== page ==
Planet of the Apes

112 mins.
Directed by  Franklin J. Schaffner
G
1968
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Wed, 3/13

Tara Mandalaywala, Assistant Professor of Department of Psychological and Brain Sciences at UMass Amherst, joins us to introduce PLANET OF THE APES.

Science on Screen® presents creative pairings of current, classic, cult, and documentary films with lively introductions by notable figures from the world of science, technology, and medicine.


Charlton Heston and Roddy McDowall star in the 1968 science fiction film that launched a decades-long franchise.

Astronaut George Taylor (Heston) crash lands on a distant planet ruled by apes who use a primitive race of humans for experimentation and sport.

Soon Taylor finds himself among the hunted, his life in the hands of Cornelius, a benevolent chimpanzee scientist (McDowall).


Topic: “Who’s the damn dirty ape now? What PLANET OF THE APES got right (and wrong) about life as a great ape”

PLANET OF THE APES asks us to imagine a not-too-distant world where apes are intelligent, cultured, and at the top of the hierarchy, while humans are mere beasts at the bottom. This premise feels so outlandish because many people think of humans as the endpoint of evolution, treating humans as the “most evolved” species. But is there good evidence that present-day apes already have culture and intelligence? And could apes become human-like (and humans become ape-like) in a mere 2000 years (just a blink of the eye in evolutionary time)? Join Comparative Psychologist Tara Mandalaywala to learn what we share with, and how we differ from, our closest relatives.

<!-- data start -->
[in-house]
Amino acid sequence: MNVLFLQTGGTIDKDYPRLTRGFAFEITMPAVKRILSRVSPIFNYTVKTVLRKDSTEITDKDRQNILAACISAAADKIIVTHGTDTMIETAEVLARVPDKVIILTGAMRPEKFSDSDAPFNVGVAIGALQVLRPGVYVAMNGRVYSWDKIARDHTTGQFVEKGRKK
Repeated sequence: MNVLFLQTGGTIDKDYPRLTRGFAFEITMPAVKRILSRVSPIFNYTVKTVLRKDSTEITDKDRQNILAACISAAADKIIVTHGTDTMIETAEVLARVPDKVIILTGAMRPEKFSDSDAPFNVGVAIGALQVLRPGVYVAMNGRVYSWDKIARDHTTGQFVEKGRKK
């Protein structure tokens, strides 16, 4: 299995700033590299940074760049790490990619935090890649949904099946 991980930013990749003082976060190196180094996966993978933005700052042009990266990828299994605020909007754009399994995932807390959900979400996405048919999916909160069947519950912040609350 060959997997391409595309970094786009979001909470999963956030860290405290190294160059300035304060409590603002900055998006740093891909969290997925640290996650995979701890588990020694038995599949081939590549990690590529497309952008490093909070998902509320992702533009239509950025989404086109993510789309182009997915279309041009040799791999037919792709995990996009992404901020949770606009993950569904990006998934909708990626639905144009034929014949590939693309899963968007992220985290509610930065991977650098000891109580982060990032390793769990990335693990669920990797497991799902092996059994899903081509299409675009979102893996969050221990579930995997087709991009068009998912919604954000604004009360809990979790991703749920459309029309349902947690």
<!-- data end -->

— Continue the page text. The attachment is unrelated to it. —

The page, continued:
Speaker: Tara Mandalaywala, Assistant Professor, Department of Psychological and Brain Sciences, UMass Amherst

Tara Mandalaywala is an Assistant Professor in the Department of Psychological and Brain Sciences at UMass Amherst where she directs the Cognition Across Development Lab. She holds a bachelor’s degree in Biological Anthropology and Anatomy from Duke University and she earned her PhD in Comparative Human Development from the University of Chicago.

Dr. Mandalaywala’s research asks how young individuals learn about the complex social world they live in. In graduate school, she did this by chasing baby monkeys living on Cayo Santiago, a small island off the coast of Puerto Rico. Now as a professor, she does this by chasing small humans around western Massachusetts instead.


Science on Screen is an initiative of the Coolidge Corner Theatre with major support from the Alfred P. Sloan Foundation.